Moab is at risk of losing its hard-earned status as an EPA Green Power Community if the percentage of renewable energy purchased by government agencies, businesses and private residences does not increase by the end of June. Currently, 2.83 percent of the electricity that powers commercial and residential properties community wide comes from renewable energy sources such as wind and geothermal, but that percentage must increase to 3 percent in order for Moab – the first EPA Green Power Community in the U.S. – to remain an EPA green power partner, Moab Mayor Dave Sakrison said this week.
According to the city’s website, by last calculations the community was at 4 percent wind power with 14 percent of residents and businesses participating in the program.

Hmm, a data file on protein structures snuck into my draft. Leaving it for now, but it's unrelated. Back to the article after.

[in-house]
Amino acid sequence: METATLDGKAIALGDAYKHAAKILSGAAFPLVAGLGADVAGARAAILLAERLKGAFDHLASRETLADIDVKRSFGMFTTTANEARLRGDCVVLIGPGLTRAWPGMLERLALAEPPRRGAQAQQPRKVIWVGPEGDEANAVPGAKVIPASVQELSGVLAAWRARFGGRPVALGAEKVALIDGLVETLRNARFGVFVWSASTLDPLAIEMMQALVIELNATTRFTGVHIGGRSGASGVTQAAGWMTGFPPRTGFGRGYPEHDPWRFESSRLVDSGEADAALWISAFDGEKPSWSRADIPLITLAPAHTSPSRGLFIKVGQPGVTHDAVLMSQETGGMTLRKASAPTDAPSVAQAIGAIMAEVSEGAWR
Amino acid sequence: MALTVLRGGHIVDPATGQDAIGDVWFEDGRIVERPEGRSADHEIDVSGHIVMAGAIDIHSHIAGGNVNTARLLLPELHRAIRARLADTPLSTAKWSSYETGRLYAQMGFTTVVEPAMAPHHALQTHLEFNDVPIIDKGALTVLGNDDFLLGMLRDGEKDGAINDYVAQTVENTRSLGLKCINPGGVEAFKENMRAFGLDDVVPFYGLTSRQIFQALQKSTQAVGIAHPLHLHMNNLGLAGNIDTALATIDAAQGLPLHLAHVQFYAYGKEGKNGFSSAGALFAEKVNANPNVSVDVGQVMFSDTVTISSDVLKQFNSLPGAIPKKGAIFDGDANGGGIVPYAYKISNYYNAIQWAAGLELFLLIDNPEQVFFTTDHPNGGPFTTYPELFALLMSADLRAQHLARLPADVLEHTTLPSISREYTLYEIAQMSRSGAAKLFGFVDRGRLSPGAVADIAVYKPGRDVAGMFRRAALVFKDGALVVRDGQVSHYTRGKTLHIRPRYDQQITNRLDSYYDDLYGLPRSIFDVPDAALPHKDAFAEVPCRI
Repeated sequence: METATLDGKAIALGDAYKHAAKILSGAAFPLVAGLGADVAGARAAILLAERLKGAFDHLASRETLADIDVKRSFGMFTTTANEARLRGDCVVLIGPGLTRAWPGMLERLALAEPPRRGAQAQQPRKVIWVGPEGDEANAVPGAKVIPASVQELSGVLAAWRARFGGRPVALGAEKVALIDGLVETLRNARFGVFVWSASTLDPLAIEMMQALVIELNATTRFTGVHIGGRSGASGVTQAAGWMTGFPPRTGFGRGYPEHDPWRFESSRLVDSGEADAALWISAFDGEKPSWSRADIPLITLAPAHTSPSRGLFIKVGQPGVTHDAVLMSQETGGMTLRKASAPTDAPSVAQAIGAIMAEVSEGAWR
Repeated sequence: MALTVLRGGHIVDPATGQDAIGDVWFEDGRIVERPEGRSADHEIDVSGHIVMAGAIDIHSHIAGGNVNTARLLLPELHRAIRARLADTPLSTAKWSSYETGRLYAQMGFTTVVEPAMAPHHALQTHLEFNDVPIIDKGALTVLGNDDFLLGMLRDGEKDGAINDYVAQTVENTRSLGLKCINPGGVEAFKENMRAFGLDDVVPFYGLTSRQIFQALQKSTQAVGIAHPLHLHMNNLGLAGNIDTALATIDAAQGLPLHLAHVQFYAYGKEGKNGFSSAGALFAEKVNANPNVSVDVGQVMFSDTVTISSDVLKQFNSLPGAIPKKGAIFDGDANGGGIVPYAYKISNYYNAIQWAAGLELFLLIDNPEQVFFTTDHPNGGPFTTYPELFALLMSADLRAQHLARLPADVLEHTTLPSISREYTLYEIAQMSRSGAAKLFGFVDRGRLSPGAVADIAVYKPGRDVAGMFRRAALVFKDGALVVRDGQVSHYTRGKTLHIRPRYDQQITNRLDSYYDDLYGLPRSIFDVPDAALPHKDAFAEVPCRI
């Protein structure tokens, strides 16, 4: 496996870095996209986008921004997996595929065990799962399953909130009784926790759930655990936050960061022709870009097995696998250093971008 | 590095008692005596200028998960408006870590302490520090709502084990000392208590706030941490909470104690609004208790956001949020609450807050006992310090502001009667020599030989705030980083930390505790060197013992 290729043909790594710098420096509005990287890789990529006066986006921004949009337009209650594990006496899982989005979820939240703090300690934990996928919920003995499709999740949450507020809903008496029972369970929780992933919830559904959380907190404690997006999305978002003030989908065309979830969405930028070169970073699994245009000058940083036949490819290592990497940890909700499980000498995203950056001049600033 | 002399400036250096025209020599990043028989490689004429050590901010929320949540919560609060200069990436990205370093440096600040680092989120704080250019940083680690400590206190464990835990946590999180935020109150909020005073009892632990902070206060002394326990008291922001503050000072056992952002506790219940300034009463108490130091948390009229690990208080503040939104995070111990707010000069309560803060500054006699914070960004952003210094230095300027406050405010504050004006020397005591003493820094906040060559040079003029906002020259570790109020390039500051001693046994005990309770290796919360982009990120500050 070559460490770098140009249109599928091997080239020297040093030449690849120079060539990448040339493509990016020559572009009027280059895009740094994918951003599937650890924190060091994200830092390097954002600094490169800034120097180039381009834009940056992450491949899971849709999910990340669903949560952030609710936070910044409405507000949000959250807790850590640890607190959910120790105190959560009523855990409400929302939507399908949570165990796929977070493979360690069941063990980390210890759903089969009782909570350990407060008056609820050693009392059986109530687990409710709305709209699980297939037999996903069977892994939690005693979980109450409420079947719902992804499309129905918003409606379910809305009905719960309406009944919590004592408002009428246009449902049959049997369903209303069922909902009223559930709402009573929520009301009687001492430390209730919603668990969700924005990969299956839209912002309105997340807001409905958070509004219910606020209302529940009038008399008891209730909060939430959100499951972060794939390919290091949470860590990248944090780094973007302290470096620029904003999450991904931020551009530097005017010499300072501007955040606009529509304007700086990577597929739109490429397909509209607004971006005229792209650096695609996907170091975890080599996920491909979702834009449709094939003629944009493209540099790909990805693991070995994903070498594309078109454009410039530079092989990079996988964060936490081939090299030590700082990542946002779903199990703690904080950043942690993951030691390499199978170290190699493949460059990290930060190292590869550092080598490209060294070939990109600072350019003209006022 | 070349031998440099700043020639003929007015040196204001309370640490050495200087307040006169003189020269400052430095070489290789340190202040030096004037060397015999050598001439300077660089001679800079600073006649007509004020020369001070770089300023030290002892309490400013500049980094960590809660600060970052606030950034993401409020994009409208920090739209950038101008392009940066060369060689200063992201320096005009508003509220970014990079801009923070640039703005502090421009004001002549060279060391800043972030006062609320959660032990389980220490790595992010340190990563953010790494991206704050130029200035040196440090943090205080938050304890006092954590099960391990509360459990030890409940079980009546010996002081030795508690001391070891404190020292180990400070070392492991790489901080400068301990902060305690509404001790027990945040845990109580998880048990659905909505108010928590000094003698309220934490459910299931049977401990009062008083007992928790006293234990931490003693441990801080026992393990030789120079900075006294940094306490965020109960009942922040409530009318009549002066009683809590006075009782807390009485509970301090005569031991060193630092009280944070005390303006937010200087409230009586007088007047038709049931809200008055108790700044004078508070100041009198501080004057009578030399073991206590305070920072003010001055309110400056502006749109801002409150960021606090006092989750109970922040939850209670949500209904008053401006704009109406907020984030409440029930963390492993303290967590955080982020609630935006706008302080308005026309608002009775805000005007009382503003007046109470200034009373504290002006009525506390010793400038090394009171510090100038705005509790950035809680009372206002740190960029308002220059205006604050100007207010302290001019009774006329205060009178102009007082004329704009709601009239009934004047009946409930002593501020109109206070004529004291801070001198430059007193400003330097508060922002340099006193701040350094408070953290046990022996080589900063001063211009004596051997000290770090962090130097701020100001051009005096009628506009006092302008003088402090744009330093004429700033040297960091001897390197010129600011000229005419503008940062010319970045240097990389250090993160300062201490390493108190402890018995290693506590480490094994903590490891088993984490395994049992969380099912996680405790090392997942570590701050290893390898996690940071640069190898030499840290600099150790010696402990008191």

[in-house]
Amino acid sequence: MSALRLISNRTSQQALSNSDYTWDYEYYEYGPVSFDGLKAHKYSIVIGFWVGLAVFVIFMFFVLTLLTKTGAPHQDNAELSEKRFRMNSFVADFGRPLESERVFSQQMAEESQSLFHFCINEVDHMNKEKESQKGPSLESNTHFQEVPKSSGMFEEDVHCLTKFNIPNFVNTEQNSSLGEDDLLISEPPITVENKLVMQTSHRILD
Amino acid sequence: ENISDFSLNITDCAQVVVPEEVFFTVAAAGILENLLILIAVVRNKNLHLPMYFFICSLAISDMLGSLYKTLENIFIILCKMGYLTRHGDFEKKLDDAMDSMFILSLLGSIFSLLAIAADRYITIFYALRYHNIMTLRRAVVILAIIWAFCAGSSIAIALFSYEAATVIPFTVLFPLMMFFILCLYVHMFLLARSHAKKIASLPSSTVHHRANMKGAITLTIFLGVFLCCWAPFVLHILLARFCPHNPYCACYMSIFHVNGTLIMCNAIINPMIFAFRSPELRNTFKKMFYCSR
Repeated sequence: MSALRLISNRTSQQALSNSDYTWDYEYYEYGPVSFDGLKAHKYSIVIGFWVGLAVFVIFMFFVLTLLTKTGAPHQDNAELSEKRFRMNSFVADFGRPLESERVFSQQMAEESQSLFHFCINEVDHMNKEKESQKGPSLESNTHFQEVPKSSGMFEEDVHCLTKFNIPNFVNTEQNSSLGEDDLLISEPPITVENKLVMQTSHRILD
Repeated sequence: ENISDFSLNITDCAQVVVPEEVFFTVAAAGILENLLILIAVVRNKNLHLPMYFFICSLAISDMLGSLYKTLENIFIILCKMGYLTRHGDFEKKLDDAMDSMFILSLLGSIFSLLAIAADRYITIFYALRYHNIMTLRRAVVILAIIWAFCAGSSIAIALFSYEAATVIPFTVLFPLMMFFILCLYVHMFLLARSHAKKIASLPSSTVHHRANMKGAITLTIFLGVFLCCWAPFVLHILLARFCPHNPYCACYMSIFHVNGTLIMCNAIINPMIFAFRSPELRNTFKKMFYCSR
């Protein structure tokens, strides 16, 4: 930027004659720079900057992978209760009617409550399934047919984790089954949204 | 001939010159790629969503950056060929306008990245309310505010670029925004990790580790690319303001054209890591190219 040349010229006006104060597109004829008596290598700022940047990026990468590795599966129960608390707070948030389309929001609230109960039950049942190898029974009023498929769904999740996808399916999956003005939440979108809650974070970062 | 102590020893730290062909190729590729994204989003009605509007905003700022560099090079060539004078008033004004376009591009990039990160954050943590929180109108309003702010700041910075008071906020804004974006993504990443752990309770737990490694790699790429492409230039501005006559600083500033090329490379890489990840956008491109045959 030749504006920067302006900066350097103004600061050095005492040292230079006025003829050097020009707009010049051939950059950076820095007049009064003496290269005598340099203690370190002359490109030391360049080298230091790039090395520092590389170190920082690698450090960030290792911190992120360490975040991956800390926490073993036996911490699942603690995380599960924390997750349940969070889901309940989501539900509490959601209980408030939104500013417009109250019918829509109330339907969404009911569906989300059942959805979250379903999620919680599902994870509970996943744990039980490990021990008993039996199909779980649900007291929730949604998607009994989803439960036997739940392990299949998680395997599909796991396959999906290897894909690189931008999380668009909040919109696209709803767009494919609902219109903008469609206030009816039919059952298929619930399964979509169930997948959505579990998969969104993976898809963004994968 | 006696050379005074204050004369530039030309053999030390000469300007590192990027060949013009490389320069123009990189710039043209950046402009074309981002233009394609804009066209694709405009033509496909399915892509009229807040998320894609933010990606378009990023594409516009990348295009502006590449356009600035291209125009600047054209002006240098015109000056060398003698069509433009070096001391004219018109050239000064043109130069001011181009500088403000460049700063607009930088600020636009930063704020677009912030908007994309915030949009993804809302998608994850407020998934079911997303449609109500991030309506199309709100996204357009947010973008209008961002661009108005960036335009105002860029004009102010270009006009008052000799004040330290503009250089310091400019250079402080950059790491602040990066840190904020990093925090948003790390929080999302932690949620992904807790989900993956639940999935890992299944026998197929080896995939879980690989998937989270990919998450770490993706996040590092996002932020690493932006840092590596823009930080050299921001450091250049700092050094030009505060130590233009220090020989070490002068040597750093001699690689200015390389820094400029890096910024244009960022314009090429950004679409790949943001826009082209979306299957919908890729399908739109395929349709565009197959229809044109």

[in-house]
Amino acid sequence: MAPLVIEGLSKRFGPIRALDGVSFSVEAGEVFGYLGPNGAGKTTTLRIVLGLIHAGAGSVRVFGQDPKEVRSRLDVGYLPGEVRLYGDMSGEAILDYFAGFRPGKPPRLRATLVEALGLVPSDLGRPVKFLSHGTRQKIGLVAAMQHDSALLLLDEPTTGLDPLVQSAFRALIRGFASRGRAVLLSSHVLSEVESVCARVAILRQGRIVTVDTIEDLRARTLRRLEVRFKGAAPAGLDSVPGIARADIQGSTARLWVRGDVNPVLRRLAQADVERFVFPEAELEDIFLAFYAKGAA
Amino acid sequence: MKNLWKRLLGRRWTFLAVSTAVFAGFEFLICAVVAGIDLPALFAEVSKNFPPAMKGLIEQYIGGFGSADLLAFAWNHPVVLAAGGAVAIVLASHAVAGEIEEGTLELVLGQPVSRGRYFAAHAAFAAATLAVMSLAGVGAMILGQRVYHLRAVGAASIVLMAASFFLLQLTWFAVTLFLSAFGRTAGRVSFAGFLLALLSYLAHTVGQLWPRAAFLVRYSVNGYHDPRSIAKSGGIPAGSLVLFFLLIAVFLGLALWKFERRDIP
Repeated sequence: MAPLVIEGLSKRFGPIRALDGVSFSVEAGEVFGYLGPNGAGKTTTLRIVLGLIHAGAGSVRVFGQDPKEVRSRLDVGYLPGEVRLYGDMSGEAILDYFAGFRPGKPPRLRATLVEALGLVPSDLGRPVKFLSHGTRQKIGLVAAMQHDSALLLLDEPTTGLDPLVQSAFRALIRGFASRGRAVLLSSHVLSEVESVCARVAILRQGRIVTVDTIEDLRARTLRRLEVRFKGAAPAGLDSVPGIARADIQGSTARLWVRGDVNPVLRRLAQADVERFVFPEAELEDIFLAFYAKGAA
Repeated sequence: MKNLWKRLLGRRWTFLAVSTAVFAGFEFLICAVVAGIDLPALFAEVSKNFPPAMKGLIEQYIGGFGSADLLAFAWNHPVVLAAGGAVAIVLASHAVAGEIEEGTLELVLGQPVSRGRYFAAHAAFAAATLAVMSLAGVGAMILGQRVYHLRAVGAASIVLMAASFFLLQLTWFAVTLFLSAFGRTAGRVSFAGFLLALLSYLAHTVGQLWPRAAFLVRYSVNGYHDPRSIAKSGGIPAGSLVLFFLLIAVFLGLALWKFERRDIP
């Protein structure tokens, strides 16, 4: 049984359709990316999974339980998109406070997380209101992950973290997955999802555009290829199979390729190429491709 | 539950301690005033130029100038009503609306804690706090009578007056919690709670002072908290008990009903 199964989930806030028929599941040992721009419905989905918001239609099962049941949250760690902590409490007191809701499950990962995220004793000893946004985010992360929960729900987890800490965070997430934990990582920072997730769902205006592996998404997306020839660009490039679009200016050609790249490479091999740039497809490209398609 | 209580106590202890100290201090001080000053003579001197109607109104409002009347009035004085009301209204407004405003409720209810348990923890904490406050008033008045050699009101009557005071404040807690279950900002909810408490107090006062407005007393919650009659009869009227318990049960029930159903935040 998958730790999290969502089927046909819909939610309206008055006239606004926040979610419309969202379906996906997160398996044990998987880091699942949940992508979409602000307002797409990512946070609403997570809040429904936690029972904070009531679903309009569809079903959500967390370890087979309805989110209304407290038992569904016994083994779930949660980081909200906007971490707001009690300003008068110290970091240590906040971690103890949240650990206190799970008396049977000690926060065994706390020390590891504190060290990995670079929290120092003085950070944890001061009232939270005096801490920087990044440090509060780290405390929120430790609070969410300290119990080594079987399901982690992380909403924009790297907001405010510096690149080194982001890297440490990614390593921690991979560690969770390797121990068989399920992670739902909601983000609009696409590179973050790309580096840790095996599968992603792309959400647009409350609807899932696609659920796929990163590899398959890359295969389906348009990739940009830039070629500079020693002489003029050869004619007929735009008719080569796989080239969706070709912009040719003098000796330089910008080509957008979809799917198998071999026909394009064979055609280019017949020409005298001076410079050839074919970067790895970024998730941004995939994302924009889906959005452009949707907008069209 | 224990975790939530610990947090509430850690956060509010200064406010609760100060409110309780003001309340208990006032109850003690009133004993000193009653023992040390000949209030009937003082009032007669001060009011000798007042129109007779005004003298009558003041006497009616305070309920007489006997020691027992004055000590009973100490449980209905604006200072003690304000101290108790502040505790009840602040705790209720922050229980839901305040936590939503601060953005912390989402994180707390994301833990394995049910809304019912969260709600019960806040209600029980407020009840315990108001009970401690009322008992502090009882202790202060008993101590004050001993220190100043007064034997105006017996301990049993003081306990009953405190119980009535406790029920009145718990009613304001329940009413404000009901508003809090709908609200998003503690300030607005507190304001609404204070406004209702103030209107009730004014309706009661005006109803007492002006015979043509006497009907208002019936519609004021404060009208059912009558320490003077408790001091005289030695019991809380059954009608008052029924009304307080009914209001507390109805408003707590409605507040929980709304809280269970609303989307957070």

According to Blaine Collison, director of the EPA’s Green Power Program, five out of 33 communities have currently fallen just below their required percentages. He said that all partners can retain their designation if they increase their percentages by their annual updates.
Currently, the program boasts Portland, Ore. as its biggest community partner.“To be able to engage that size load and that many stakeholders, I think, is a pretty good sign,” he said. Collison added that Moab has a very special place within the partnership because it was the first in the nation to accomplish the Green Power status.“My counsel to Moab would be to take a look around at what the other communities across the U.S. have done to leverage Moab’s early leadership,” he said. “Let’s see a little leapfrogging here. It would be great to see Moab come up the curve a little bit and take its place back at the top of the percentage.” Read more: Moab Times-Independent - Moab at risk to lose EPA Green Power status officials say